Whyman: The supply chain issues are not affecting our customers as dramatically as they did a year ago. However, there are still delays in the availability of some types of equipment coming from overseas, which has pushed out equipment delivery timeframes. To date, the war in Ukraine has not had an impact on our business operations. NFS remains committed to supporting our customers through macroeconomic challenges that may arise in 2023.

How have the recent interest rate increases impacted cost and availability of funds?

Casey: The recent interest rate increases have increased cost but not availability.

Wainwright: Cost? Yes. It’s hard to imagine that the recent rate increases haven’t impacted virtually everyone. Availability? No. Our capital markets team led by Dane DiMartino, vice president of capital markets, continues to do as well as anyone in the industry. We are capitalized to capture virtually any opportunity that comes our way.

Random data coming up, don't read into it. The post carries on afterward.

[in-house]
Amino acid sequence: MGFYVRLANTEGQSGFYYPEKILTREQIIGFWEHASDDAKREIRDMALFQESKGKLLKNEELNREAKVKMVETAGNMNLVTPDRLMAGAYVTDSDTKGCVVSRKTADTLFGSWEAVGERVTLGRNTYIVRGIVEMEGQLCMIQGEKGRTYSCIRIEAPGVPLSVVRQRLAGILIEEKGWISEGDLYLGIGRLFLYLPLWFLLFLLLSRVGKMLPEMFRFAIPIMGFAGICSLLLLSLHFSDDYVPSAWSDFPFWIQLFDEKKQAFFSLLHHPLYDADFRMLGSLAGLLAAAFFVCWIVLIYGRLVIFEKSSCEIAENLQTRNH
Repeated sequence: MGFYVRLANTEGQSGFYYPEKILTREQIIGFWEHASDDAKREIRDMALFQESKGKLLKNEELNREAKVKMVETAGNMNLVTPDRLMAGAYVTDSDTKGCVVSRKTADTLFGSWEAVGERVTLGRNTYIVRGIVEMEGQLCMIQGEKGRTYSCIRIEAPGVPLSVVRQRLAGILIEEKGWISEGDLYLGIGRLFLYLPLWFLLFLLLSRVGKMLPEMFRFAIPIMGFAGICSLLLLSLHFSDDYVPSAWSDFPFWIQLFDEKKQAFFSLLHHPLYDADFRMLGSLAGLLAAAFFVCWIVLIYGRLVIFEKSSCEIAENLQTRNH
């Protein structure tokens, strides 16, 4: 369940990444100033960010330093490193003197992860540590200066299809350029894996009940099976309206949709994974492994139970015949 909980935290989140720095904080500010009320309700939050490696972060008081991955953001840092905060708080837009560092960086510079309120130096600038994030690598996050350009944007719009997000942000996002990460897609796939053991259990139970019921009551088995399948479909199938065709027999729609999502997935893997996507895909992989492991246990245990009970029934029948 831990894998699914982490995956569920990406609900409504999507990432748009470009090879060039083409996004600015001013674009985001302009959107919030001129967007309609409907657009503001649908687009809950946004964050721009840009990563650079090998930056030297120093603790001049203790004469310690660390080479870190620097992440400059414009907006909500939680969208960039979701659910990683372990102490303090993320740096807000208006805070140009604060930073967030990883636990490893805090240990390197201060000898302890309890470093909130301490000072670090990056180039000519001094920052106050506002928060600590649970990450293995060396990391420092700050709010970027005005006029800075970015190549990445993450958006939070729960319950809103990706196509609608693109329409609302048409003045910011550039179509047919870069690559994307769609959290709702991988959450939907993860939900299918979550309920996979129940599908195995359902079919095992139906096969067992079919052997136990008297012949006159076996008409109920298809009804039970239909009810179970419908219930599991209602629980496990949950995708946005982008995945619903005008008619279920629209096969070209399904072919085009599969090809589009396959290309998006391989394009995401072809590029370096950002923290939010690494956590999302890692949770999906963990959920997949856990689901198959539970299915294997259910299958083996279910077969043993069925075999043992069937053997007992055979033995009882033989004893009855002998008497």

Whyman: The recent rise in interest rates has had no impact on our availability of funds. We have plenty of dry powder to put to use to help businesses grow. However, like all the industry’s direct lenders, our cost of funds has kept pace with the rise in interest rates.

What’s your outlook for the equipment finance industry in 2023?

Casey: Our outlook remains optimistic given pent-up demand and areas of strong activity, such as in the construction and infrastructure sectors.

Wainwright: As commented on earlier, we believe there will be ample opportunity in the first half of 2023, but it will require more work and dedication to achieve. We are cautiously optimistic about the second half of 2023 — especially for certain sectors — as inflation eases, Fed rate increases subside and folks have had more time to adjust to what is likely a new economic norm (or old norm for some of us) for the foreseeable future.

Whyman: We remain mindful of continued interest rate increases in 2023 and inflation’s impact on the equipment finance industry, on businesses and on the economy as a whole. That being said, we are optimistic that 2023 will be another year of origination growth for our business and for our partners. Businesses will continue to require capital for equipment acquisitions, and tightening lending standards will create additional opportunities for NFS Leasing. Equipment lessors who are responsive to their customers’ needs and offer flexible financing are well-positioned to achieve growth in 2023.